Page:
Don, a 38-year-old primary care physician, sighs as he sees Mrs. D.'s name as a last-minute addition to his patient list. It is midafternoon on Friday, and he had blacked out the last hour of the day to attend his son's final softball game of the season. "Of all the days for one of her 'crying headaches,'" Don mutters to himself, "why today?"
Don's skill in handling patients with somatoform problems is respected throughout the health center. Since he assumed responsibility for Mrs. D.'s care, her emergency department visits have fallen by 90%, and she has even taken a part-time job. Don has almost always been able to help her through these spells by sitting with her, holding her hands, and letting her talk.
When he was growing up, Don was always a leader; he was the pride of his hometown, the young man, people always thought would "make it out of this place." Now he is back home, as a founding partner in a successful regional health center—and with a waiting list of residents from the university hoping to rotate through his thriving primary care practice.
"Hey, Don!" The greeting comes from Grace, one of Don's partners. Briefcase in hand, she is moving toward the door. "What a great afternoon! My last patient just canceled—I'm going to go home, pour myself a glass of white wine, sit out on the deck, and catch up on some journals. Hope you have a great weekend."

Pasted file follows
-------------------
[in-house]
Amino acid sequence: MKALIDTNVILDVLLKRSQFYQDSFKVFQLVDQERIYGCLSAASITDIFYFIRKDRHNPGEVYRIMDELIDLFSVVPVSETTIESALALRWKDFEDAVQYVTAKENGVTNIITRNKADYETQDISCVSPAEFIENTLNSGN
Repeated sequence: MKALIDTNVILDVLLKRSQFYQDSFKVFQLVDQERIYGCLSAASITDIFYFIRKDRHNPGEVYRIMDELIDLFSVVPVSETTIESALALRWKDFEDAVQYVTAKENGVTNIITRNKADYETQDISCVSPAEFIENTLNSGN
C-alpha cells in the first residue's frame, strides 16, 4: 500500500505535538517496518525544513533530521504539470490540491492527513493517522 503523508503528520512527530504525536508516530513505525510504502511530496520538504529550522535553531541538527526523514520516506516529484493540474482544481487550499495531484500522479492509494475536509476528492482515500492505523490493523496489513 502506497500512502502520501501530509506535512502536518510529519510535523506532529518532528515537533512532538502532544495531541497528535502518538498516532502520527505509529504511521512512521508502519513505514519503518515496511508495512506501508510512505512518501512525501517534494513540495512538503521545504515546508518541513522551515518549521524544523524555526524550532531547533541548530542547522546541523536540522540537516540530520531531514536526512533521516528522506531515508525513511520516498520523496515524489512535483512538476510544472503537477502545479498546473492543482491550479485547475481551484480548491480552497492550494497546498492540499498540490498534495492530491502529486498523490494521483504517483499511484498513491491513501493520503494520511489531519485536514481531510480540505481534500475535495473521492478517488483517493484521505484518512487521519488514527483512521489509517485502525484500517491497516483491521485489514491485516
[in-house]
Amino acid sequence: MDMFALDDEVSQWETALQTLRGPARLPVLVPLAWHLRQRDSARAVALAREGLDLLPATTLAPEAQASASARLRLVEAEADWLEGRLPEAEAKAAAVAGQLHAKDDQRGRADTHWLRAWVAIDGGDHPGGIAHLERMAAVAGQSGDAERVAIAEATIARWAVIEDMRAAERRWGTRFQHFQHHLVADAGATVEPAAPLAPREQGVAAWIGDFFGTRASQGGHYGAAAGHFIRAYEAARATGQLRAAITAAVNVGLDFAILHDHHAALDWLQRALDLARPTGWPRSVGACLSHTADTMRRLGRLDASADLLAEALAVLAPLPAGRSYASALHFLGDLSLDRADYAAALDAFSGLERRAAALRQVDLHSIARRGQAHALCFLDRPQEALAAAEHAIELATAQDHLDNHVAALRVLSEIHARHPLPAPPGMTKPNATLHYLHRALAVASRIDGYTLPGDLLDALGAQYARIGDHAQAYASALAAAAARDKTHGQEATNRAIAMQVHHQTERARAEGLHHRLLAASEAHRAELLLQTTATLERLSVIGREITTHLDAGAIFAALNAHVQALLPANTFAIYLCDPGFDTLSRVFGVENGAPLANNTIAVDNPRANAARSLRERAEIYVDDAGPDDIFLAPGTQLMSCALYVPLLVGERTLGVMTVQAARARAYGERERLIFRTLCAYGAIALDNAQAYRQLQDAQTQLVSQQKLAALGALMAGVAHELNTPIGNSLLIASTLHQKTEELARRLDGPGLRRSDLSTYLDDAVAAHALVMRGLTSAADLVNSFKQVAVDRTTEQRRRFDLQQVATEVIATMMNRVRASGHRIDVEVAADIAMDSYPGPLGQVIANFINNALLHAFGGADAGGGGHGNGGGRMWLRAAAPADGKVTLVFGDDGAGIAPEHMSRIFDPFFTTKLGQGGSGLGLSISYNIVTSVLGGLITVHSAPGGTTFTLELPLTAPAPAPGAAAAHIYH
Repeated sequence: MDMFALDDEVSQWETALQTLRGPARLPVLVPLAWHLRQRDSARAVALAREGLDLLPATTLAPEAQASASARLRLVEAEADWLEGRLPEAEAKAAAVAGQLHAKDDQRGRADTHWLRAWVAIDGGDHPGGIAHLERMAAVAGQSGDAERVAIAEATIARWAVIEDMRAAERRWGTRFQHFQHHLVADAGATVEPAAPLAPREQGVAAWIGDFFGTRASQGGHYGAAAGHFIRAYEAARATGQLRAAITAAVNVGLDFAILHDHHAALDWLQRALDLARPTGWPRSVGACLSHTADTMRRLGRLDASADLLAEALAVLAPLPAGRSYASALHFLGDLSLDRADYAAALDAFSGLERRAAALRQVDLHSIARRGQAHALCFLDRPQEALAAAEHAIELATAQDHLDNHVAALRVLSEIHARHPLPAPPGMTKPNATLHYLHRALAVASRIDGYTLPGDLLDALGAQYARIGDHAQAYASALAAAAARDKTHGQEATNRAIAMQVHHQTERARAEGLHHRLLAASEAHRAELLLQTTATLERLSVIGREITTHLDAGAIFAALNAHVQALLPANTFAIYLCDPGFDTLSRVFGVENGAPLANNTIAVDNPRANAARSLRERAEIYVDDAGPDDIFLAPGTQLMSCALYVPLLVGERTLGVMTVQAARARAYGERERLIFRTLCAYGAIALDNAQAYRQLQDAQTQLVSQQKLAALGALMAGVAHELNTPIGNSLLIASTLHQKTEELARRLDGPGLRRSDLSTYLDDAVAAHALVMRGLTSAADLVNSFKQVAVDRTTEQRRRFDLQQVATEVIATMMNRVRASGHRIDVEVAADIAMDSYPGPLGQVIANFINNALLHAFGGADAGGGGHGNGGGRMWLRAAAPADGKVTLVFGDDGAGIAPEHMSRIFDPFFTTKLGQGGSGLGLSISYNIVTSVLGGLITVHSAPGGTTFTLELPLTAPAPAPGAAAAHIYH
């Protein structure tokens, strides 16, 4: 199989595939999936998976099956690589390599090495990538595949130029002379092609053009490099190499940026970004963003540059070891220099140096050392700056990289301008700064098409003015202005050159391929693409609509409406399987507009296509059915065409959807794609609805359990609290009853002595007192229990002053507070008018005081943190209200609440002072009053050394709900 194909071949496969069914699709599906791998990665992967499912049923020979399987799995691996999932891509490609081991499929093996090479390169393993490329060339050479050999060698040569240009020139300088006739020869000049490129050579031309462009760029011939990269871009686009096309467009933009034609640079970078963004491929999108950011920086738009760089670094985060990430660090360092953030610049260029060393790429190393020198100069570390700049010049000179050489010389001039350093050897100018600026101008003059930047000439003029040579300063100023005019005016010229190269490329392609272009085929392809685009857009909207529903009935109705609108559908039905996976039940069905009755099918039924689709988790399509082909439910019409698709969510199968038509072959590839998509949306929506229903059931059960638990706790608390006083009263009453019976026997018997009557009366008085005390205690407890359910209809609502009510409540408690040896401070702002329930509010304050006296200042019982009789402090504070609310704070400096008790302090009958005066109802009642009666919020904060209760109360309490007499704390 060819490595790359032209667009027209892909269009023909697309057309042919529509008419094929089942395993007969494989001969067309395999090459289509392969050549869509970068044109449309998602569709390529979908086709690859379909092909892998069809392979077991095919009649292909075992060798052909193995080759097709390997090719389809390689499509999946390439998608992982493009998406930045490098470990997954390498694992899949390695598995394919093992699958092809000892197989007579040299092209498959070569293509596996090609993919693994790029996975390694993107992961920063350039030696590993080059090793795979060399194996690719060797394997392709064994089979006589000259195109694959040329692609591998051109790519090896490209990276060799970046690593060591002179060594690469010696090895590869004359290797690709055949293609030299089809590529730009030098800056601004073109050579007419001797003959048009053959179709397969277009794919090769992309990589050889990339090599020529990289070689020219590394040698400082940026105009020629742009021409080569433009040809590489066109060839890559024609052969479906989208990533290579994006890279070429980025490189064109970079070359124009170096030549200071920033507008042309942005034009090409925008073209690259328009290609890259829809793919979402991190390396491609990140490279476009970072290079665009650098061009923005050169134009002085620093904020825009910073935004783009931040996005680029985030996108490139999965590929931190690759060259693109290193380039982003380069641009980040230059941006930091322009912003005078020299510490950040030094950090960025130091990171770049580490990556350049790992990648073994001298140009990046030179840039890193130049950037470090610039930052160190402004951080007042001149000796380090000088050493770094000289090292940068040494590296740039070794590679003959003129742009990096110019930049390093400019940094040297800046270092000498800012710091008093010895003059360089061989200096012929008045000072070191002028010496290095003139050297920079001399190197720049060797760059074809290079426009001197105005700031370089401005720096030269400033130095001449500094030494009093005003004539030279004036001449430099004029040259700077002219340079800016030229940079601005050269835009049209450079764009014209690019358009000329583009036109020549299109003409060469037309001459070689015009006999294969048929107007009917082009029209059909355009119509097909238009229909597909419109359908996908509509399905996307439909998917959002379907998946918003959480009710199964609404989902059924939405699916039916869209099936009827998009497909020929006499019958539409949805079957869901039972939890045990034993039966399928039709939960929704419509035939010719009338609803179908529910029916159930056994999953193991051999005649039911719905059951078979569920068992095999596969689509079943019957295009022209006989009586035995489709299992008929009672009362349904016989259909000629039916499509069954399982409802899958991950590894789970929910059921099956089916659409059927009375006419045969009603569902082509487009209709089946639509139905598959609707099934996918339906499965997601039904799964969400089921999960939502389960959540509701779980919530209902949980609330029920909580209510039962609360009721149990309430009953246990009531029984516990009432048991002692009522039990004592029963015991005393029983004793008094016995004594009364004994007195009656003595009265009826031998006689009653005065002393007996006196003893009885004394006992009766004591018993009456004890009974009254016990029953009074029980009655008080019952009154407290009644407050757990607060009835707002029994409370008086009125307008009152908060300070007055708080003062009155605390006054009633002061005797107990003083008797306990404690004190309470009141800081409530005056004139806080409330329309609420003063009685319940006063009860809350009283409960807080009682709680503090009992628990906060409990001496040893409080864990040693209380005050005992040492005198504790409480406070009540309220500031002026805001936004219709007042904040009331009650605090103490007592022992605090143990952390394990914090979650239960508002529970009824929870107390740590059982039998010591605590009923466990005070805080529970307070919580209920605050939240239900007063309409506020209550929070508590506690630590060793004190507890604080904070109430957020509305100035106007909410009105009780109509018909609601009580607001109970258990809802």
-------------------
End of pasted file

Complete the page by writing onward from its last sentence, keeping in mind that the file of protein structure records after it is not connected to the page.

The door opens, the door closes, and frustration, sadness, loneliness, and anger come together as Don watches Grace leave.
Medical practice can be both an enriching source of personal growth and meaning and an unmerciful and depleting taskmaster. It provides us with access to a broad range of human experience—an intimate view of the characters and stories of a thousand novels—and an opportunity to have our very presence matter to others. At the same time, it makes constant demands and surrounds us with perpetual uncertainty; it relentlessly confronts us with our limitations of time, energy, knowledge, and compassion. It is a job that is never done; at best, problems are stabilized until something else goes wrong.
The balance each of us strikes between our own enrichment and depletion is critical to our own physical, emotional, and spiritual health and to our ability to care for others. All too often, however, we lose sight of this balance. We become so outwardly focused, attending to clinical problem solving, that we do not tend to our own renewal. This lack of balance is not surprising; our education has taught us much more about how to care for others than how to care for ourselves. The socialization processes of medical school and residency have cultivated a variety of unrealistic self-expectations and attitudes, especially concerning control and self-sufficiency.